PhilosophyJames R. Hamilton, Head
Professor Reagan; Associate Professors Draper, Exdell, Glymour, Hamilton, Rozemond and Sabatés; Assistant Professors Clark, Foran, and Wall; Emeritus: Professors Scheer and Tilghman.
Philosophy is the study of the intellectual foundations of virtually every area of human thought and endeavor. Over the centuries philosophers have examined, for example, the nature and justification of moral values, religious and scientific explanations of the world, the rationality of social institutions, and the nature of reasoning and argument.
The program in philosophy gives students an understanding of traditional philosophical subjects such as these. It also helps students develop critical habits of thinking and skill in understanding complex issues. Consequently, philosophy is an appropriate subject around which to organize a general education for any purpose.
The Department of Philosophy offers a variety of options within the major program to provide flexibility in organizing a course of studies with philosophy at its center, and a minor.
36 hours in philosophy
This option is for students who are interested in a traditional liberal arts course of study or who desire to do graduate study in philosophy.
42 hours in philosophy
The option is for students who are mainly interested in doing graduate study in philosophy.
(B.A. or B.S.)
While no one major is given preference by law school admission committees, law schools recognize the value of philosophy for refining skills in expression, comprehension, and critical thinking. According to the Pre-Law Handbook, ``the free and spirited consideration of philosophical questions is almost the model for legal training.''
The Department of Philosophy offers two degree options for students planning to study law: a double-major option, intended as a complement to a second major in another department, and a single-major option, which does not require a second major.
Single major option
(B.A. or B.S.)
30 hours in philosophy
The pre-business option is for students who plan to do further work leading to a master's in business administration.
This is a nonsectarian program for students who are interested in the religious ministry as a profession. Students in this program will be advised on other courses outside philosophy recommended by most American schools of theology.
(B.A. or B.S.)
30 hours in philosophy plus second major
This option is for students who wish to combine a major in philosophy with a major in another discipline. Each student completing a degree under this option must have a faculty advisor in the Department of Philosophy who supervises the student's program. Philosophy courses other than the core curriculum must be approved by this advisor.
PHILO 100. Introduction to Philosophical Problems. (3) I, II, S. An introduction to some of the main problems of philosophy, such as the nature of morality, knowledge, mind and body, political authority, and the existence of God.
PHILO 105. Introduction to Critical Thinking. (3) I or II. A basic introduction to both deductive and inductive reasoning. Emphasis is placed on constructing, analyzing, and evaluating arguments.
PHILO 110. Introduction to Formal Logic. (3) I, II, S. Systematic study of deductive reasoning (and possibly inductive reasoning) using the techniques of modern logic. Examines different types of valid inference, the logical structure of English sentences, and the validity of arguments generally. Involves the development and use of a symbolic system which models logical relations among sentences.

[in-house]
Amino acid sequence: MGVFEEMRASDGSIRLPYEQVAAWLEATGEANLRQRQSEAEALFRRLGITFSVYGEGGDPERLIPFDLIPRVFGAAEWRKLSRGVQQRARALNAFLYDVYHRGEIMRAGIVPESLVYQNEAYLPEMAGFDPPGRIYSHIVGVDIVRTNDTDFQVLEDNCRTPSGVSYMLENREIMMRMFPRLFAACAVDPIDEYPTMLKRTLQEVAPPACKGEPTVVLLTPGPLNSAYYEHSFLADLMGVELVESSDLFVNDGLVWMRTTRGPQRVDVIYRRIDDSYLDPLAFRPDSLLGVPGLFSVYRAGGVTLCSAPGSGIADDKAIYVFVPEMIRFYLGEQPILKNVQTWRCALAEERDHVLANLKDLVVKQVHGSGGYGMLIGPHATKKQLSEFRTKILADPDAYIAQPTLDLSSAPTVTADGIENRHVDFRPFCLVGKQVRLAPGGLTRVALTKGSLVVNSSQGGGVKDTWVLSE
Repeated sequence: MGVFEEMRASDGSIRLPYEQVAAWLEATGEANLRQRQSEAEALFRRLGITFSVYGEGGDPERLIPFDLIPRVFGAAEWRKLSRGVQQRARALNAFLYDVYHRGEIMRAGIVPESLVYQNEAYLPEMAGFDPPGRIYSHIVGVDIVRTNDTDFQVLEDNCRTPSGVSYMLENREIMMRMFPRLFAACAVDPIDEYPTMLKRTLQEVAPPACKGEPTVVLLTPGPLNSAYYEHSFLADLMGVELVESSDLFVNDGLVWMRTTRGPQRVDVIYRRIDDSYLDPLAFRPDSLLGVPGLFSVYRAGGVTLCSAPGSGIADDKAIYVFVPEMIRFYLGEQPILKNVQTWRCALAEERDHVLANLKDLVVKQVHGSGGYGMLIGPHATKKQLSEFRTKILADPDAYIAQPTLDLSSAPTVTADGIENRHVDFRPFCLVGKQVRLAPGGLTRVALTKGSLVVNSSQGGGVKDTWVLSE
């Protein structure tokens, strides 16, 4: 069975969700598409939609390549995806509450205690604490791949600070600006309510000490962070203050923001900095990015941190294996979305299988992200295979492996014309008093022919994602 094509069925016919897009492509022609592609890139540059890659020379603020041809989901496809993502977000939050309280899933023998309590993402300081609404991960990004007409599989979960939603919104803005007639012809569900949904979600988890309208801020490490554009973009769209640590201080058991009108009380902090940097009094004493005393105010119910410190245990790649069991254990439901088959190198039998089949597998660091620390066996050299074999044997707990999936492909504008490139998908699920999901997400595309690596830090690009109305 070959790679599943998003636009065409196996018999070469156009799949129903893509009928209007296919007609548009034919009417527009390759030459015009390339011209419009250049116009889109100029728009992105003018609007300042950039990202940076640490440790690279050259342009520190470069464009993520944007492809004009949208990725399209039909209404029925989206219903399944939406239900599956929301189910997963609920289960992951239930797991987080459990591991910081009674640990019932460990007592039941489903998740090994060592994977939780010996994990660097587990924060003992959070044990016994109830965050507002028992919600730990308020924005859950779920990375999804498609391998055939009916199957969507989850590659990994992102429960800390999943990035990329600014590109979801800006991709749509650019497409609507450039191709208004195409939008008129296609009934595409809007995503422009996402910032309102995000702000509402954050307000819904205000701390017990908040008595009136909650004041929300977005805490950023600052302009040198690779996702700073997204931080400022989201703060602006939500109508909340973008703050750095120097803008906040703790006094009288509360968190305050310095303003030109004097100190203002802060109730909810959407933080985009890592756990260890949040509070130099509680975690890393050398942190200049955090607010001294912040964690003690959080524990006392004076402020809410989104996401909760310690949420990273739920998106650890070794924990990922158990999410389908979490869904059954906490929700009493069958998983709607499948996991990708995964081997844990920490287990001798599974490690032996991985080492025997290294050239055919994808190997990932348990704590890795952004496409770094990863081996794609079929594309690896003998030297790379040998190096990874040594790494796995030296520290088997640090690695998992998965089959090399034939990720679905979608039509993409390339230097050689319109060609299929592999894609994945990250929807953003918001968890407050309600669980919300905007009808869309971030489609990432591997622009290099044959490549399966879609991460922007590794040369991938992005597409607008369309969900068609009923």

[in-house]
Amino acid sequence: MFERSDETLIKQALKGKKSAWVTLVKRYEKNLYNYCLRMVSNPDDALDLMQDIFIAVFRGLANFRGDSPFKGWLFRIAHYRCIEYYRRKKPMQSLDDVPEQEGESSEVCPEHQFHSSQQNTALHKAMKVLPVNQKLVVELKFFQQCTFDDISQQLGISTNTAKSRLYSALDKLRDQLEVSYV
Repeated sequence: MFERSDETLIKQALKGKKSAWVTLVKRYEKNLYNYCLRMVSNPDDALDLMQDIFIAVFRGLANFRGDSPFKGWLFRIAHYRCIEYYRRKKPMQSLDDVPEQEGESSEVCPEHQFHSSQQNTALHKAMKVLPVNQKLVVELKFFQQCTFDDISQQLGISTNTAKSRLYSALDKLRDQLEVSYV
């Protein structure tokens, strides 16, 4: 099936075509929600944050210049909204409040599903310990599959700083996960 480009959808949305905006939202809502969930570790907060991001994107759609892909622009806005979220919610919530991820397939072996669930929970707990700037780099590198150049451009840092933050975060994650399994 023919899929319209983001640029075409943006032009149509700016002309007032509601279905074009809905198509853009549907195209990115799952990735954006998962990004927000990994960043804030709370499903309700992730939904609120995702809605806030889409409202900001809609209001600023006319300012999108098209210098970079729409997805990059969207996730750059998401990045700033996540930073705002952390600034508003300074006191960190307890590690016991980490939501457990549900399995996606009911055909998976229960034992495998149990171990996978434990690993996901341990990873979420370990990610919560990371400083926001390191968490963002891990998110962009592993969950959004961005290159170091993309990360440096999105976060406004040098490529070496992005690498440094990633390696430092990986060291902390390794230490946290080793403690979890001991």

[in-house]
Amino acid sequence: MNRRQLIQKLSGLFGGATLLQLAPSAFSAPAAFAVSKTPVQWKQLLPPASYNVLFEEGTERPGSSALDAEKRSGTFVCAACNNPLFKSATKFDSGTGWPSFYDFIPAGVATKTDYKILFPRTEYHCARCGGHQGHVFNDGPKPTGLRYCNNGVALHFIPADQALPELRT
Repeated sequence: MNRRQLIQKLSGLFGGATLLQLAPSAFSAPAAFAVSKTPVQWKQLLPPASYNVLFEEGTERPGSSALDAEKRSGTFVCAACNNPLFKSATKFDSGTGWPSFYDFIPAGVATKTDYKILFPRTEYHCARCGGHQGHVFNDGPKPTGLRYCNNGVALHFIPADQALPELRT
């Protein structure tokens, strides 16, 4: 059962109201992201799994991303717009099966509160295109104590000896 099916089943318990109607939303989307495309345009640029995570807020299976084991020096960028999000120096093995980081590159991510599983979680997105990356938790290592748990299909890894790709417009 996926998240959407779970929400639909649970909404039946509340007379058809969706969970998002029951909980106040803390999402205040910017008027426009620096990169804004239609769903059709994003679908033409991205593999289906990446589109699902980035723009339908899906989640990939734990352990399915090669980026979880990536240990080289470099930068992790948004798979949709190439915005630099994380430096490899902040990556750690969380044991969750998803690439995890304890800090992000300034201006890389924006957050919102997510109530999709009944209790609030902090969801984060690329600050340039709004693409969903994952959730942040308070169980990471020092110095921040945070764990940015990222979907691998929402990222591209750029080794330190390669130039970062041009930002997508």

PHILO 112. Causal and Statistical Reasoning. (3) On demand. This course introduces students to some ideas about causation, and also to some elementary tools for thinking both critically and constructively about causal claims. The treatment is broadly formal, and introduces ideas from statistics, computer science, and philosophy, but requires no mathematical background beyond high school algebra. Some sections are taught using web-based course-ware.
PHILO 115. Introduction to Philosophy of Religion. (3) I, II, S. Arguments pertaining to the existence of God, the nature of religious experience, the problem of evil, the proper relation between reason and faith, and religious diversity.
PHILO 120. Introduction to Philosophy of Art. (3) I. Philosophical problems concerning the concepts of art and aesthetic value, patterns of reasoning in art appreciation and criticism, and writing histories of art and artistic movements.
PHILO 125. Introduction to Philosophy of Science. (3) I, II, S. Examines the nature of science and how it differs from pseudo-sciences such as astrology, and raises questions about the nature of reality and social value of science.
PHILO 130. Introduction to Moral Philosophy. (3) I, II, S. Philosophical issues arising in and about morality, such as the nature of moral judgements, moral knowledge, moral justification, and the relation of morality to religion. Topics might be approached by a study of contemporary moral problems, by reading of classical texts, or by both methods.
PHILO 135. Introduction to Social and Political Philosophy. (3) I, II, S. Examines rival theories of justice and applies them to current debates about economic inequality, gender, race, and sexual orientation. Combines some influential historical texts with contemporary philosophical literature on current political issues.
PHILO 140. Introduction to Philosophy of Mind. (3) I, II. Philosophical problems concerning the nature of human beings, including the relation between mind and body, the existence of the soul, the nature of consciousness, the possibility of artificial intelligence, human freedom and personal identity.
PHILO 145. Historical Introduction to Philosophy. (3) I, II. Introduction to philosophy through the study of major thinkers in the history of philosophy, such as Plato, Descartes, Hume. Topics may include the immortality of the soul, the existence of God, skepticism, reasons for being moral.